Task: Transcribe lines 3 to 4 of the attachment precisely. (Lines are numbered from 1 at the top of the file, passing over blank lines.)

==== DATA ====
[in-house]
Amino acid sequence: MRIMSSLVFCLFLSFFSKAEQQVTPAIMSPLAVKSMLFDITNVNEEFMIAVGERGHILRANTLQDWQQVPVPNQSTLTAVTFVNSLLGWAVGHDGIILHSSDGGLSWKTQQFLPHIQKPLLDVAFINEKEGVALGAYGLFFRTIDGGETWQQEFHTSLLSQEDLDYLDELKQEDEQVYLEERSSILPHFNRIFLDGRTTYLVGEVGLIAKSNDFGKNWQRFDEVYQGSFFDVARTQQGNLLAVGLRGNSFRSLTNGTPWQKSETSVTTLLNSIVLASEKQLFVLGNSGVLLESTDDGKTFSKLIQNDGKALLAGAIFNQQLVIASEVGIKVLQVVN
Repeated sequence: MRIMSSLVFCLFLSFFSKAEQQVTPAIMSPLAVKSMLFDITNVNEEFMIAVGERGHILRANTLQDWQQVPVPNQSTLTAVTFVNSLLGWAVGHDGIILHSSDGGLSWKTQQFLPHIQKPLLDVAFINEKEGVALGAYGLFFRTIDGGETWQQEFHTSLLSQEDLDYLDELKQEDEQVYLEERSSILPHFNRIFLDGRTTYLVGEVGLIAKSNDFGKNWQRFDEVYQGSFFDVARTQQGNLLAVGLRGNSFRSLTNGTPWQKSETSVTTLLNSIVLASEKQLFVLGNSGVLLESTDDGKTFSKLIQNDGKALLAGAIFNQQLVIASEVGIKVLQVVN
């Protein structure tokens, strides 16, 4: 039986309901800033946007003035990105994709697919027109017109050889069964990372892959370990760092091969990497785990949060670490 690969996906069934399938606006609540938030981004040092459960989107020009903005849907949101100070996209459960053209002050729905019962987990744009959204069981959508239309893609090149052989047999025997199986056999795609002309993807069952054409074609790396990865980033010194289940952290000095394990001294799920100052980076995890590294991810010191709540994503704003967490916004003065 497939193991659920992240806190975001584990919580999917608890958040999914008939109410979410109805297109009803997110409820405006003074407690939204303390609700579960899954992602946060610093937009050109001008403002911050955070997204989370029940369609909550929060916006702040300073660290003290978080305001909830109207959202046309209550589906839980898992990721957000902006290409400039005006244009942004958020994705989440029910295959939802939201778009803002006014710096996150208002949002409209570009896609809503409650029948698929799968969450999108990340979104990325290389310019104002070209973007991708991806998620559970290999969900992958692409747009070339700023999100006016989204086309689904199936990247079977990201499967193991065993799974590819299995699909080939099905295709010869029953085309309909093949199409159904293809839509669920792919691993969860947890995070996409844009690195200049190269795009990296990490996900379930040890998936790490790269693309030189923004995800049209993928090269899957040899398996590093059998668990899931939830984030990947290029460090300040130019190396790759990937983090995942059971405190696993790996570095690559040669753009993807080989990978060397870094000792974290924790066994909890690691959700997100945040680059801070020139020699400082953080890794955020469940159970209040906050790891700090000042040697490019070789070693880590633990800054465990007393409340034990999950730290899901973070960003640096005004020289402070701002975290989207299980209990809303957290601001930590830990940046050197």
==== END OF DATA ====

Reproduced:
Repeated sequence: MRIMSSLVFCLFLSFFSKAEQQVTPAIMSPLAVKSMLFDITNVNEEFMIAVGERGHILRANTLQDWQQVPVPNQSTLTAVTFVNSLLGWAVGHDGIILHSSDGGLSWKTQQFLPHIQKPLLDVAFINEKEGVALGAYGLFFRTIDGGETWQQEFHTSLLSQEDLDYLDELKQEDEQVYLEERSSILPHFNRIFLDGRTTYLVGEVGLIAKSNDFGKNWQRFDEVYQGSFFDVARTQQGNLLAVGLRGNSFRSLTNGTPWQKSETSVTTLLNSIVLASEKQLFVLGNSGVLLESTDDGKTFSKLIQNDGKALLAGAIFNQQLVIASEVGIKVLQVVN
């Protein structure tokens, strides 16, 4: 039986309901800033946007003035990105994709697919027109017109050889069964990372892959370990760092091969990497785990949060670490 690969996906069934399938606006609540938030981004040092459960989107020009903005849907949101100070996209459960053209002050729905019962987990744009959204069981959508239309893609090149052989047999025997199986056999795609002309993807069952054409074609790396990865980033010194289940952290000095394990001294799920100052980076995890590294991810010191709540994503704003967490916004003065 497939193991659920992240806190975001584990919580999917608890958040999914008939109410979410109805297109009803997110409820405006003074407690939204303390609700579960899954992602946060610093937009050109001008403002911050955070997204989370029940369609909550929060916006702040300073660290003290978080305001909830109207959202046309209550589906839980898992990721957000902006290409400039005006244009942004958020994705989440029910295959939802939201778009803002006014710096996150208002949002409209570009896609809503409650029948698929799968969450999108990340979104990325290389310019104002070209973007991708991806998620559970290999969900992958692409747009070339700023999100006016989204086309689904199936990247079977990201499967193991065993799974590819299995699909080939099905295709010869029953085309309909093949199409159904293809839509669920792919691993969860947890995070996409844009690195200049190269795009990296990490996900379930040890998936790490790269693309030189923004995800049209993928090269899957040899398996590093059998668990899931939830984030990947290029460090300040130019190396790759990937983090995942059971405190696993790996570095690559040669753009993807080989990978060397870094000792974290924790066994909890690691959700997100945040680059801070020139020699400082953080890794955020469940159970209040906050790891700090000042040697490019070789070693880590633990800054465990007393409340034990999950730290899901973070960003640096005004020289402070701002975290989207299980209990809303957290601001930590830990940046050197």